This course is an exploration of hardware and software interfaces and interaction design principles for the studio artist/designer.
This course focuses on technical and conceptual skills regarding tangible media, design and physical computing. Labs, demonstrations, and critiques will serve to develop and enhance skills related to interaction models behind dynamic, reactive, and interactive art praxis. Lectures, readings, writing and discussions will augment studio investigations with critical theory, historical and contemporary art movements, interaction design principles and current developments in the field. We will use experiential and experimental methods to explore the Arduino and Processing coding platforms and both input/output systems from a variety of sensors and actuators.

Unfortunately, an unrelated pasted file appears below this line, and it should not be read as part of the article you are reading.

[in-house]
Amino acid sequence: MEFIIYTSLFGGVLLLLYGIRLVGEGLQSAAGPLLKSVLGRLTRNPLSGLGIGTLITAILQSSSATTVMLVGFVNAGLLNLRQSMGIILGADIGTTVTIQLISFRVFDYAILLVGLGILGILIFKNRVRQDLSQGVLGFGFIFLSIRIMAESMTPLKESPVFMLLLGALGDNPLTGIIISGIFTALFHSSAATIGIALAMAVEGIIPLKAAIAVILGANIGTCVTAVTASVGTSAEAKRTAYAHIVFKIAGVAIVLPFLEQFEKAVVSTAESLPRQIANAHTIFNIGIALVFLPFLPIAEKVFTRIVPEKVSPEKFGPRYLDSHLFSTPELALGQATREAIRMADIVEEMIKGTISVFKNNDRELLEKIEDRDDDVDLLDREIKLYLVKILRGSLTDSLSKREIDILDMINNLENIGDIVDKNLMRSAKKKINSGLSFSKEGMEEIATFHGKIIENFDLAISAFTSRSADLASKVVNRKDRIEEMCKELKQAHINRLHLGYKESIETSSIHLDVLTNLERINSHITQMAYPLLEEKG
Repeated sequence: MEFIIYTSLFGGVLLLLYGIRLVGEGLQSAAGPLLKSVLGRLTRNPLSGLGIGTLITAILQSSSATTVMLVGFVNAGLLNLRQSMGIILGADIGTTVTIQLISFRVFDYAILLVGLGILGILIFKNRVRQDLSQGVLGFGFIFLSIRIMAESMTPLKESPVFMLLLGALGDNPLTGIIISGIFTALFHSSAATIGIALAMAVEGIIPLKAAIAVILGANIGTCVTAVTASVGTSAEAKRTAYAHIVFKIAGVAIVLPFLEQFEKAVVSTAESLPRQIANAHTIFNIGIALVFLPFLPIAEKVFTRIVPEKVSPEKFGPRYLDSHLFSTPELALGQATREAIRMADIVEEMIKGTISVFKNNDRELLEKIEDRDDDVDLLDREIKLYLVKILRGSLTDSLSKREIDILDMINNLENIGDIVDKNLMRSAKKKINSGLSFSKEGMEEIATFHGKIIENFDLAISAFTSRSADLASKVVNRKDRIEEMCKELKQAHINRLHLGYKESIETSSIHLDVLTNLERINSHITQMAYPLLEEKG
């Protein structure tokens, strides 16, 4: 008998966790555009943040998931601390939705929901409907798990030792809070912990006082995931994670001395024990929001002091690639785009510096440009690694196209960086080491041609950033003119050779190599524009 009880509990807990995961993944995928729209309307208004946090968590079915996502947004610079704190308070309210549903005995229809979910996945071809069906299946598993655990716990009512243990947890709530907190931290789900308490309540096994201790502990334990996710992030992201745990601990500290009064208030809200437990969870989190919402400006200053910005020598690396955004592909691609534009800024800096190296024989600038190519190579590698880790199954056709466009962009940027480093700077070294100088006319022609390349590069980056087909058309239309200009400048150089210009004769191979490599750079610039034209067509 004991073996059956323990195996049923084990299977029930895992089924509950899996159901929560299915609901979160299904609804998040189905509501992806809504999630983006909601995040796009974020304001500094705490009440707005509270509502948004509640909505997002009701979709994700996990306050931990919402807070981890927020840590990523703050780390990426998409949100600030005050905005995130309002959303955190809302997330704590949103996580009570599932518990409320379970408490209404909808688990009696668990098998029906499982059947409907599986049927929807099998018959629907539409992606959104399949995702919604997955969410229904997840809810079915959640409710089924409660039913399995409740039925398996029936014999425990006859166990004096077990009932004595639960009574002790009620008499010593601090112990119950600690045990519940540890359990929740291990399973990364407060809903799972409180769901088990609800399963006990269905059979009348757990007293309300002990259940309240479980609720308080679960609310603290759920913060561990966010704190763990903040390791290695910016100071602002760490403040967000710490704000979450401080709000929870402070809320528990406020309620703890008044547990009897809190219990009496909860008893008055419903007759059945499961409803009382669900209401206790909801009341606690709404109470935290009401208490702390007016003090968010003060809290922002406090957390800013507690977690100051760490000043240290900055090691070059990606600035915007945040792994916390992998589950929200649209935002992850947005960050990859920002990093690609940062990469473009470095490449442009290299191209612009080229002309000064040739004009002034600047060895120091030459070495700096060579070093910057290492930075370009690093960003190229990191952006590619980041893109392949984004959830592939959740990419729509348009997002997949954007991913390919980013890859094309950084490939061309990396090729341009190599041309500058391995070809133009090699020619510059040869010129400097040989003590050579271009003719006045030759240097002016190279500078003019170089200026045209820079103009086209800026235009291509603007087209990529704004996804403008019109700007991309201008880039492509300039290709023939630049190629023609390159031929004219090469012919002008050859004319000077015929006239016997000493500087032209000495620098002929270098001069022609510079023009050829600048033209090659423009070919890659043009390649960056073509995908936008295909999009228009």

Student Learning Outcomes
Upon completion of this course, students will be able to:
- Conduct practice-based research utilizing technology as a medium for critical exploration and the creation of digital artworks.
- Demonstrate experiential understanding of programming syntax for studio art applications.
- Apply physical and digital methods to studio art production, and demonstrate problem-solving for wiring, soldering, scripting, and sensor-based artworks.
- Examine and discuss critical issues and experimental practices in the areas of interactive digital media.
- Produce written and verbal analysis of contemporary interactive practices.
- Demonstrate proficiency in discussion and critique of the creative practices of themselves and others.
Readings will vary each semester, often drawing from:
- Arduino Project Handbook, Vol. 2, Mark Geddes